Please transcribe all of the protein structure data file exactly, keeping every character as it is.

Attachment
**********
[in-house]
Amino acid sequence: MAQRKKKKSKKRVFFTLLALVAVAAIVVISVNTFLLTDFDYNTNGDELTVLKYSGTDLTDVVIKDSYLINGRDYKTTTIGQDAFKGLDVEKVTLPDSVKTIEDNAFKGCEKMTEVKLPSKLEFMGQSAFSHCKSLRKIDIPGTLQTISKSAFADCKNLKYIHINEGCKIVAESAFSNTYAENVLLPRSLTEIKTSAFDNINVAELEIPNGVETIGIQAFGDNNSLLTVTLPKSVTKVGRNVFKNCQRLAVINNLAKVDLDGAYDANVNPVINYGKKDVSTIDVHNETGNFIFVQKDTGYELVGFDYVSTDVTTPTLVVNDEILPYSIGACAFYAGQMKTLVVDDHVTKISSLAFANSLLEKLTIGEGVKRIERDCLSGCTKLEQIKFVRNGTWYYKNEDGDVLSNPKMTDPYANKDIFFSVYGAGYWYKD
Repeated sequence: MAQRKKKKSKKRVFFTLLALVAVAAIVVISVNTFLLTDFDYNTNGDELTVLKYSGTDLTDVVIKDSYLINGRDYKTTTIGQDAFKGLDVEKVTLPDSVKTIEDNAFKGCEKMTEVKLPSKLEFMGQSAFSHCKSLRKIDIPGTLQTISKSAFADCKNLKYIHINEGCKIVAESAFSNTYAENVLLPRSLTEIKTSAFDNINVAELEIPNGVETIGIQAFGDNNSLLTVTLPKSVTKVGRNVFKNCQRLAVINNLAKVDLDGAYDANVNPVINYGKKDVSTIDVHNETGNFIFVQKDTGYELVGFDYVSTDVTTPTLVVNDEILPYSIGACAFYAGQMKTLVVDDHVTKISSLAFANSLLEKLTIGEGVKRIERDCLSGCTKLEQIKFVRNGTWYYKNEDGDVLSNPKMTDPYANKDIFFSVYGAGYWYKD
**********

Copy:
[in-house]
Amino acid sequence: MAQRKKKKSKKRVFFTLLALVAVAAIVVISVNTFLLTDFDYNTNGDELTVLKYSGTDLTDVVIKDSYLINGRDYKTTTIGQDAFKGLDVEKVTLPDSVKTIEDNAFKGCEKMTEVKLPSKLEFMGQSAFSHCKSLRKIDIPGTLQTISKSAFADCKNLKYIHINEGCKIVAESAFSNTYAENVLLPRSLTEIKTSAFDNINVAELEIPNGVETIGIQAFGDNNSLLTVTLPKSVTKVGRNVFKNCQRLAVINNLAKVDLDGAYDANVNPVINYGKKDVSTIDVHNETGNFIFVQKDTGYELVGFDYVSTDVTTPTLVVNDEILPYSIGACAFYAGQMKTLVVDDHVTKISSLAFANSLLEKLTIGEGVKRIERDCLSGCTKLEQIKFVRNGTWYYKNEDGDVLSNPKMTDPYANKDIFFSVYGAGYWYKD
Repeated sequence: MAQRKKKKSKKRVFFTLLALVAVAAIVVISVNTFLLTDFDYNTNGDELTVLKYSGTDLTDVVIKDSYLINGRDYKTTTIGQDAFKGLDVEKVTLPDSVKTIEDNAFKGCEKMTEVKLPSKLEFMGQSAFSHCKSLRKIDIPGTLQTISKSAFADCKNLKYIHINEGCKIVAESAFSNTYAENVLLPRSLTEIKTSAFDNINVAELEIPNGVETIGIQAFGDNNSLLTVTLPKSVTKVGRNVFKNCQRLAVINNLAKVDLDGAYDANVNPVINYGKKDVSTIDVHNETGNFIFVQKDTGYELVGFDYVSTDVTTPTLVVNDEILPYSIGACAFYAGQMKTLVVDDHVTKISSLAFANSLLEKLTIGEGVKRIERDCLSGCTKLEQIKFVRNGTWYYKNEDGDVLSNPKMTDPYANKDIFFSVYGAGYWYKD